social media job search

Beware, job seekers. Potential employers are watching your moves on social media, and they don’t always like what they see.

A recent survey by Burlingame, CA-based Jobvite Inc., which offers a job-recruiting platform for social media, found that recruiters use LinkedIn 93 percent of the time to search for, contact and keep tabs on candidates during the hiring process. Furthermore, 25 percent of recruiters reported using Facebook and 18 percent reported using Twitter to screen job candidates after they were interviewed. (Full disclosure: Jobvite is one of our vendors.)

Similarly, a recent survey by Austin, TX-based Software Advice Inc., which provides online guidance for software shoppers, revealed that 80 percent of recruiters regularly pursue job candidates they find on LinkedIn, Facebook and Twitter.

Social Media Branding
Jason Corgiat, 
CEO of Random Lake, WI-based social media agency LeapGo Inc., said: “Job seekers should know that more and more employers are looking at your online brand as a part of the hiring process, and it should be considered part of your résumé—whether you purposely present it as such or not.”

Case in point: Bryan Wetzel, chief operating officer at Duluth, GA-based Skubes Inc., an online provider of educational videos and interactive books, said he rejected one prospective employee after spotting a Facebook photo of him being arrested for mooning a cop at a concert.

social media job search

“We deal with K-12 education, so I canceled the interview because we cannot have that kind of controversy involved in our business,” Wetzel said. “It could get out and hurt our company’s reputation.”

Here at SpareFoot, recruiter Rachel Morse said she looks up every job candidate on LinkedIn either after an application has been submitted or before a phone interview is conducted. Morse said a job candidate’s Facebook postings probably wouldn’t raise a red flag at SpareFoot unless something really outrageous pops up.

“We have a rigorous interview process that leaves little room for people to hide who they are,” Morse said. “Obnoxious Twitter accounts are discouraged, but I have yet to see someone not hired at SpareFoot due to their social media presence.”

Frowned Upon: Drug Use, Profanity
The same can’t be said for some other employers, though. The Jobvite survey found that 42 percent of recruiters have reconsidered a job candidate based on what they saw on a social media account. Among the no-nos:

  • 83 percent of recruiters said they’ve turned up their noses at posts about illegal drug use.
  • 70 percent of recruiters said they’ve frowned upon sexually oriented posts.
  • 65 percent of recruiters said they’ve given a thumbs-down to profanity-laced posts.
  • 50 percent of recruiters said they’ve done a double-take when they’ve come across gun-related references on social media.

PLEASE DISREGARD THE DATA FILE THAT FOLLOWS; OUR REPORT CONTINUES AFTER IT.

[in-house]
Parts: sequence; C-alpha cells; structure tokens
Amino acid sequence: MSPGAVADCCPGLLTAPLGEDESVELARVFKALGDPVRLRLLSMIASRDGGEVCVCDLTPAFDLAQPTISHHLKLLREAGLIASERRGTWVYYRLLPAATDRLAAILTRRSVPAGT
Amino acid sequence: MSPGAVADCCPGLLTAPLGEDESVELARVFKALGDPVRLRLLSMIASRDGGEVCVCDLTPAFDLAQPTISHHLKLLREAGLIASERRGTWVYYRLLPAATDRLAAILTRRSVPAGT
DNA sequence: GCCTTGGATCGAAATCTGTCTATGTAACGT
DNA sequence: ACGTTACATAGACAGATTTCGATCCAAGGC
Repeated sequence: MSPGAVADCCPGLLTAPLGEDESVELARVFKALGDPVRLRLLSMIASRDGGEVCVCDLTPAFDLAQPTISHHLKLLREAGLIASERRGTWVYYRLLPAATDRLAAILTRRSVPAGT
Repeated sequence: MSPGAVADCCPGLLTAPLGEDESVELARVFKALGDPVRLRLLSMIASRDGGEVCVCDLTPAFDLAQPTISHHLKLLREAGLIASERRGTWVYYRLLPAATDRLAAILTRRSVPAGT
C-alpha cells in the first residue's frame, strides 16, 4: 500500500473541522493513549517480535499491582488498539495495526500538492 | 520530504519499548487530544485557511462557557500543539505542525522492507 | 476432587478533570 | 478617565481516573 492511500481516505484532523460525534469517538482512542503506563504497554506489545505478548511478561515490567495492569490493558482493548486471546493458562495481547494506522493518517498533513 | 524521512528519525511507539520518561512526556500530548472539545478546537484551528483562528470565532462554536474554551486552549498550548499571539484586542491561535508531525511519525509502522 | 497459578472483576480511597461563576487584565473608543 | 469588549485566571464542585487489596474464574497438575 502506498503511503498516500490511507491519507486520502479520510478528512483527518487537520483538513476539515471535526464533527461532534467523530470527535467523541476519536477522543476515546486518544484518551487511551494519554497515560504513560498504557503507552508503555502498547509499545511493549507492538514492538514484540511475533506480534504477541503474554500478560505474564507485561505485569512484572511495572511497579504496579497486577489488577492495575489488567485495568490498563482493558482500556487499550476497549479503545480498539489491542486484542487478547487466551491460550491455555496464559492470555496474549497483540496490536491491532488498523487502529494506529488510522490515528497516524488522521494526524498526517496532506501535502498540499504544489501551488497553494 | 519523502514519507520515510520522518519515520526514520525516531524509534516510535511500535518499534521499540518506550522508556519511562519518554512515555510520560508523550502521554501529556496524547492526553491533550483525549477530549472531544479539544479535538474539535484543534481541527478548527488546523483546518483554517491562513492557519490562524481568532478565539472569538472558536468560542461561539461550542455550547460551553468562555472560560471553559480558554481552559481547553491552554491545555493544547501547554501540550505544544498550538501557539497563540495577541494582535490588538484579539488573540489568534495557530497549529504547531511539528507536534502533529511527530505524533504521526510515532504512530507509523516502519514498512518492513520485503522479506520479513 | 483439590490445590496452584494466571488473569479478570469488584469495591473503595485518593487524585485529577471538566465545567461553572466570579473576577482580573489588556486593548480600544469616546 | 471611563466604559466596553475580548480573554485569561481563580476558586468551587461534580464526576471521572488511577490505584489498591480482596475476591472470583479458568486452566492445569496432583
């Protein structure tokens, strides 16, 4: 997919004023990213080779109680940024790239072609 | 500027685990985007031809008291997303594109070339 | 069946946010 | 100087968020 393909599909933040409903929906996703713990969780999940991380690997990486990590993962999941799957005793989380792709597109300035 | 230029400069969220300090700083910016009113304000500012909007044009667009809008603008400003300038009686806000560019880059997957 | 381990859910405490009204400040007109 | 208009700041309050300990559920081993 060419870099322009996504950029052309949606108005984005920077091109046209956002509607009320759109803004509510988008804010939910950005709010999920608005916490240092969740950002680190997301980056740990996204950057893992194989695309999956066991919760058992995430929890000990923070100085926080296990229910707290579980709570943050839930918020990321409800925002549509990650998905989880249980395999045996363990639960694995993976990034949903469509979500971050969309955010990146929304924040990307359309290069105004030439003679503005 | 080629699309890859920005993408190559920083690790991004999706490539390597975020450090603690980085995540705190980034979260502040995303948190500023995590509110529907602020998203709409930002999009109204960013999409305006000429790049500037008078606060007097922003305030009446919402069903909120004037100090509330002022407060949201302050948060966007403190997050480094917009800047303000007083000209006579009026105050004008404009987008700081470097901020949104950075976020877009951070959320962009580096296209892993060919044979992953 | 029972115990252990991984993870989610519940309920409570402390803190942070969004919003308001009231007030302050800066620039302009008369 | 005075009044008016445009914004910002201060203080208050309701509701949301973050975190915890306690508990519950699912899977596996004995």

“It’s no longer a question of ‘Are recruiters using social media?’” said Dan Finnigan, president and CEO of Jobvite. “It’s a question of how.”

social media job search

Your Online Reputation
So, where does this leave you, the job seeker, when it comes to LinkedIn, Facebook and Twitter and other social media outlets?

Robin Reshwan, founder of Alamo, CA-based Collegial Services, which helps new college graduates find jobs, said a job seeker should remove any inappropriate photos and comments from social media accounts and should refrain from posting questionable content during the job hunt.

How you present yourself in words and images online affects your “personal brand,” LeapGo’s Corgiat said. Job seekers either should tighten privacy settings on their social media accounts, according to Corgiat, or should represent themselves online in an employer-friendly way.

“Although LinkedIn is dubbed as the only professional networking 
platform, it is not the only one employers will be using to locate and screen 
potential hires,” Reshwan said. “Facebook and Twitter will be used to determine a 
job seeker’s personal behavior, tendencies, attitude and mentality, while
 LinkedIn will be used to gain a deeper understanding of a candidate’s
 professional experience.”

Say No to Party Pix
Wade Benz, president of Brentwood, TN-based, an online provider of promotional products, said he has bypassed hundreds of job candidates based on their Facebook profiles, including ones with photos that showed out-of-control partying or provocative poses.

Reflecting a theme common among a growing number of employers, Corgiat said: “I’ve personally not hired individuals who interviewed extremely well because of what we’ve found published by them online.”

So you might want to think twice the next time you’re tempted to post a photo of yourself twerkin’ it like Miley Cyrus.

Bottom photo courtesy of

  • David Hunt, PE

    I’m curious – how many recruiters, HR people, and hiring managers could withstand this level of examination?

  • Dan S.

    Thanks for the great post John!

    I think there’s nothing wrong with some party pictures or a couple of good looking photos of you at social gatherings. But yes, we ha have to have some common sense, especially if we are in the job hunting process. A clean and optimized social media presence is a must.

    I’ve recently published a blog post about the topic titled “Facebook is keeping you from getting a job”. Take a look at it if you have the time :)

    Dan from